Syria says US must lift sanctions to renew ties

The United States must lift its sanctions on Syria if President Barack Obama wants to normalise fractured ties, a senior Syrian official said on Tuesday.

Syria says US must lift sanctions to renew ties

"In principle, to have normal relations between Syria and the United States, sanctions should be lifted. This is going to be a very important part of any dialogue between Syria and the United States," Abdullah al-Dardari, Syria's deputy prime minister for economic affairs, told Reuters in an interview.

It was the first time Syrian authorities have publicly linked rapprochement with the Obama administration to a lifting of sanctions, which have taken their toll on the country's economy and contributed to years of international isolation.

Relations between Syria and the West nosedived after the 2005 assassination of former Lebanese Prime Minister Rafik al-Hariri, even though Syria denies any involvement in the killing. Concerns about whether Syria has a secret nuclear programme -- which it also denies -- have exacerbated tension.

After taking office, Obama said Syria had to be taken into account in U.S. efforts to "stabilise the Middle East", and President Bashar al-Assad has said he was ready to cooperate with the new president.

"In general, we hope to see a different policy in Washington because the previous policy failed completely and Mr. Obama has been promising change," Dardari said.

The deputy prime minister, who is Syria's point man on major projects, said the impact of sanctions had been limited with foreign direct investment still increasing by some 30 percent a year, but he said they had been a psychological deterrent for some foreign investors.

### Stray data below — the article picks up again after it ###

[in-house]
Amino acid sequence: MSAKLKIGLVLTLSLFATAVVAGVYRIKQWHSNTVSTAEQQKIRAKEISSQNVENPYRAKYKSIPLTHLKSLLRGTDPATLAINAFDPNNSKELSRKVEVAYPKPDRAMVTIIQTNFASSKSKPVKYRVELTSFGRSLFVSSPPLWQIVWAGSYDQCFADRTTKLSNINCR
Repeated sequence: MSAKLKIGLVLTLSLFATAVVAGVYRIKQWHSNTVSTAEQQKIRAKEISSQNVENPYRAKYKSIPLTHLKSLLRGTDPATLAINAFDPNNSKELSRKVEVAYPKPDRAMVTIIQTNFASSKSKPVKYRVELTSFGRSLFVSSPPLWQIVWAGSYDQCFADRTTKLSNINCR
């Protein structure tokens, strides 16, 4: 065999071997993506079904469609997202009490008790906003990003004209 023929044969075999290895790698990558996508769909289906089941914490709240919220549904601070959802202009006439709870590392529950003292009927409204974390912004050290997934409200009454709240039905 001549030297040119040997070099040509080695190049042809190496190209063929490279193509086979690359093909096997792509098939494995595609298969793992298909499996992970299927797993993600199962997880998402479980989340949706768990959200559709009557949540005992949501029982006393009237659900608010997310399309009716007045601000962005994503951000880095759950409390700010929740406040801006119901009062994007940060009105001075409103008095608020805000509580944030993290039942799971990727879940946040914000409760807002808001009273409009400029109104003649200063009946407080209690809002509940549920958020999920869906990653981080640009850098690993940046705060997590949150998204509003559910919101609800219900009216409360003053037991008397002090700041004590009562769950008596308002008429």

If sanctions were lifted, "it may have a positive psychological impact on investment. I don't know whether U.S. companies will pour into Syria the next morning. If they decide to, ahlan wa sahlan (welcome)."

Dardari said Syria was feeling the strain of the global economic downturn, even if the impact on its nascent banking sector had been limited, and was eager to attract more foreign investment -- particularly from its main trading partners in Europe and other Arab states.

"Syria has foreign trade of about 70 percent of its GDP. That means its exposure to external factors is very big. Therefore we have been considering what impact this will (have) on investment. Is the money drying up in the Gulf to the point that they will not be interested in Syria?"

He said Syria, which is emerging from decades of command economy, was hoping to attract private investments in its infrastructure, including the energy and power sector, highways, airports and ports, through a public-private partnership strategy and related legislative framework.

With this, "we can bring in a large part of the need. Our estimated need is about $50 billion from now till 2020 for the rehabilitation of the Syrian infrastructure," he said.

In addition, "Syria will need around 200,000 new housing units in the next five years. The third area is tourism, where we have to finish building 40,000 new beds in Syria by 2015 to absorb 8 million tourists. That's the target."

In order to push economic reforms and stimulate investment, Dardari said the country would have to liberalise the labour market, increase domestic competition, continue to develop the financial system and introduce a solid regulatory framework.


Last Mod: 04 Şubat 2009, 17:17
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